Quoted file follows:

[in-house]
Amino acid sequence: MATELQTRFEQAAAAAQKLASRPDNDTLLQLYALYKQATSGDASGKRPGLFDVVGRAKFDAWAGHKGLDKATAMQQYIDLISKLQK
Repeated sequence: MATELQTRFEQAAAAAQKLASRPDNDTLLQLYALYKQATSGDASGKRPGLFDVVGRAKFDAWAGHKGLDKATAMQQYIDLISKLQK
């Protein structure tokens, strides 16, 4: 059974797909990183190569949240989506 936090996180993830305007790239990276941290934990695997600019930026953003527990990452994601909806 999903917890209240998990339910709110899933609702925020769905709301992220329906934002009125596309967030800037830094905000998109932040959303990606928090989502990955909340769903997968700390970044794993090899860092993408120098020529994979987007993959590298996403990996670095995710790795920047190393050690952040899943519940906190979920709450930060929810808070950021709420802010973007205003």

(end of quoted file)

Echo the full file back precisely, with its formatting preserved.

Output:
[in-house]
Amino acid sequence: MATELQTRFEQAAAAAQKLASRPDNDTLLQLYALYKQATSGDASGKRPGLFDVVGRAKFDAWAGHKGLDKATAMQQYIDLISKLQK
Repeated sequence: MATELQTRFEQAAAAAQKLASRPDNDTLLQLYALYKQATSGDASGKRPGLFDVVGRAKFDAWAGHKGLDKATAMQQYIDLISKLQK
């Protein structure tokens, strides 16, 4: 059974797909990183190569949240989506 936090996180993830305007790239990276941290934990695997600019930026953003527990990452994601909806 999903917890209240998990339910709110899933609702925020769905709301992220329906934002009125596309967030800037830094905000998109932040959303990606928090989502990955909340769903997968700390970044794993090899860092993408120098020529994979987007993959590298996403990996670095995710790795920047190393050690952040899943519940906190979920709450930060929810808070950021709420802010973007205003």